This is the location of our principal fieldwork site where a detailed study is providing evidence of iron extraction, smelting and smithing from the Iron Age to the early 17th century.including Cistercian iron making during medieval Dacre's time as a grange of Fountains Abbey. A "Smelt House" was still in existence in 1611.
A country village with a number of recent successes in the Britain in Bloom competition Darley was a part of the Ancient Forest of Knaresborough. The River Nidd and Darley Beck are near and there is abundant evidence of water powered industry including Darley Mill with its water wheel and mill pond. Iron extraction and smelting were also local activities four centuries ago.
This Cistercian bloomery has been investigated in collaboration with the Studfold Community Nature Group. There is evidence of bloomery hearths, slag, bell pits and water management features.
The Augustinian Canons of Bridlington Priory were granted rights to make iron in Blubberhouses in the 12th century and there is clear evidence in today's landscape of ore extraction and smelting.
It is well known that Kirkby Overblow is "The Church Town of the Ore Blowers" and there are records confirming that it was a centre of medieval iron smelting, there is, however little recorded archaeological evidence apart from some slag finds. Iron-Age (Nidderdale) is working at the invitation of the local history group to identify any existing features.
Spofforth was the main centre for the powerful Percy family in medieval times and it is recorded that iron was made there in the 13th century. Little else is known but recent discoveries by a local resident give some indications of possible sites.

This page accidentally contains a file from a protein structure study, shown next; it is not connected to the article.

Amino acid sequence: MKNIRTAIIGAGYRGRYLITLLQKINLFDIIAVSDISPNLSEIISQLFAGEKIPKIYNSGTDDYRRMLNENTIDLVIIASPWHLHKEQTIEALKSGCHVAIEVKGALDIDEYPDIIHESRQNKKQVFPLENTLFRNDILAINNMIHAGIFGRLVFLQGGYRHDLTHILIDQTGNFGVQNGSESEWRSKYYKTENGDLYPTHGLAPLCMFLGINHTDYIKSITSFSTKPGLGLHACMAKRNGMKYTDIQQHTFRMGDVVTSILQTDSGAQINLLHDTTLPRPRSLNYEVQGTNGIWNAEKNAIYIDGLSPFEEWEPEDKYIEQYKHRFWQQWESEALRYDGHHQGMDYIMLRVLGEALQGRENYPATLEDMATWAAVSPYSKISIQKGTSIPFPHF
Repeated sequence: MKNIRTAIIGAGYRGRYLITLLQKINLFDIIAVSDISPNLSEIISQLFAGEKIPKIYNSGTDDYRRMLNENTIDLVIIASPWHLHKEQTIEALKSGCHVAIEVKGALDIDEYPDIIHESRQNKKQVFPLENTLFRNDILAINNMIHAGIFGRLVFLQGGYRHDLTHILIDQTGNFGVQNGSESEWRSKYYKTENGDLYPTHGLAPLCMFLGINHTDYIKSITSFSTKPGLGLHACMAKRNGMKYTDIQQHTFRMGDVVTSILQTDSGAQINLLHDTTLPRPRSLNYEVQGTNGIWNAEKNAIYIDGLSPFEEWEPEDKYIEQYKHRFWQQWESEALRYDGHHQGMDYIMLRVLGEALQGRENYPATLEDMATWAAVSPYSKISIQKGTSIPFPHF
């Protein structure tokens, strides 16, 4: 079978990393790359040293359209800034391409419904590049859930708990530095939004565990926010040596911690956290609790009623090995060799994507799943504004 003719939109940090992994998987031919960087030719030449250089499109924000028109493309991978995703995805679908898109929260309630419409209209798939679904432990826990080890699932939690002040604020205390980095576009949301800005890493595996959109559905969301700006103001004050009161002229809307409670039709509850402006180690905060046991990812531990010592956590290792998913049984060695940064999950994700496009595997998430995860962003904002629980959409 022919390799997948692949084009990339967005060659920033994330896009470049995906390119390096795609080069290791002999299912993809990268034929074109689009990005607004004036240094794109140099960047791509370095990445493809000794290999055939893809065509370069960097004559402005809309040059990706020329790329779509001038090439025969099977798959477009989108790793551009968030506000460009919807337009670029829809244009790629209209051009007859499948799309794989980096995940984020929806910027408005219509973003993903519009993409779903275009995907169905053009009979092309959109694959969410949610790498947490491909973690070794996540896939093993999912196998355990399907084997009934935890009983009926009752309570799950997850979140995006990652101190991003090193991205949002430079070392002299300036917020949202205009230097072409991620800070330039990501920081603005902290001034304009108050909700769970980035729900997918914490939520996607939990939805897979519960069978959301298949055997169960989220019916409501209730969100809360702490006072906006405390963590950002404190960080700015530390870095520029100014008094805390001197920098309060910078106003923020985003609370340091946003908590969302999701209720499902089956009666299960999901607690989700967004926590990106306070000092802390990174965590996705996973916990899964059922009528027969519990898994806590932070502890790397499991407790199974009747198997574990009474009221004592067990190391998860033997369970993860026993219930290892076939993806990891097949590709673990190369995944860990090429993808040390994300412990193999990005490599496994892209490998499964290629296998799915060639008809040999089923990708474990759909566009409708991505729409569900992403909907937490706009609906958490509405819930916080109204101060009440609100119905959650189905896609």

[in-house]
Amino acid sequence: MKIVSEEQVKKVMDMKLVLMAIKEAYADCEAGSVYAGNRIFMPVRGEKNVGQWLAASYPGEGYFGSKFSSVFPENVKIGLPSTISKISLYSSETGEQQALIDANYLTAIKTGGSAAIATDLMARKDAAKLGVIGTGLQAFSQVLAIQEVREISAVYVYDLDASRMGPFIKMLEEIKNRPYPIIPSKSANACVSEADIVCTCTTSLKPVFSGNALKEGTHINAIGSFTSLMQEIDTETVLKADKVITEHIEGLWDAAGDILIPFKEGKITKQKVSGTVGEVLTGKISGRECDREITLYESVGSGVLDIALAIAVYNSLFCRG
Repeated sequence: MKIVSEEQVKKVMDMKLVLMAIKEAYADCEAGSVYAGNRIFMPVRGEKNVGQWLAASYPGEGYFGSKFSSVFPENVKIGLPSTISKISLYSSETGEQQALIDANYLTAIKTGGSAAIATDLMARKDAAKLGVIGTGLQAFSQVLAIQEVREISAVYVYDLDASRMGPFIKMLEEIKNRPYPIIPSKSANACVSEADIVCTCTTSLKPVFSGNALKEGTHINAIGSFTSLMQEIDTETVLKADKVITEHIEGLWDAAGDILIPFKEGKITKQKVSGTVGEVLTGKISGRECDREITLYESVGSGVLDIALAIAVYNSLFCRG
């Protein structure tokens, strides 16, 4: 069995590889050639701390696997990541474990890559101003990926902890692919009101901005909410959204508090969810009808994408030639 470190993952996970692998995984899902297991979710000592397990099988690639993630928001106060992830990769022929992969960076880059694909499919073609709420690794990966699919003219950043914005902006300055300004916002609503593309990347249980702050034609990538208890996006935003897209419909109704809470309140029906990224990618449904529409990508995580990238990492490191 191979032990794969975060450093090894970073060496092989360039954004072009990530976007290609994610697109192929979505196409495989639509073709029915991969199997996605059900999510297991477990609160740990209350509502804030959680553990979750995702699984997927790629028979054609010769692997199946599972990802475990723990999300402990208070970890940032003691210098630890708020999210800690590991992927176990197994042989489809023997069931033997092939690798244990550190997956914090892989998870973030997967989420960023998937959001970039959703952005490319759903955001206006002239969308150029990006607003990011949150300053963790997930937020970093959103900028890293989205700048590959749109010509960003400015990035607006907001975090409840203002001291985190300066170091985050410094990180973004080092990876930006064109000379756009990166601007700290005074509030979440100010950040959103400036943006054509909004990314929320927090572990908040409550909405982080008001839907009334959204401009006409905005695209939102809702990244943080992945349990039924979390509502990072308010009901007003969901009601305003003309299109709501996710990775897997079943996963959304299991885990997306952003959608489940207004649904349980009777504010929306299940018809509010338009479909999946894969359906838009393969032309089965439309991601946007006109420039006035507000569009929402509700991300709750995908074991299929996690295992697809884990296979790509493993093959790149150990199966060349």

This little dale near Masham is included in the project because of medieval documentary evidence that seems to indicate iron extraction by Jervaulx Abbey. No archaeological evidence is known although there is abundant evidence of later coal mining.
A recent discovery by the Nidderdale Chase Community Heritage Group. The initial sighting was a grass covered slag heap but other evidence is emerging of iron extraction and smelting.
It is known that a slag heap was remove while improving a field adjacent to the wood and some pieces of slag remain but in addition a grass covered heap has been discovered within the wood and ironstone nodules are to be seen in the stream bank nearby.
A large slag heap is clearly visible on this moorland site and the remains of several bloomery furnaces are to be seen nearby.
Slag heaps, water management features and an adit close to the Nidderdale way between Ramsgill and Lofthouse.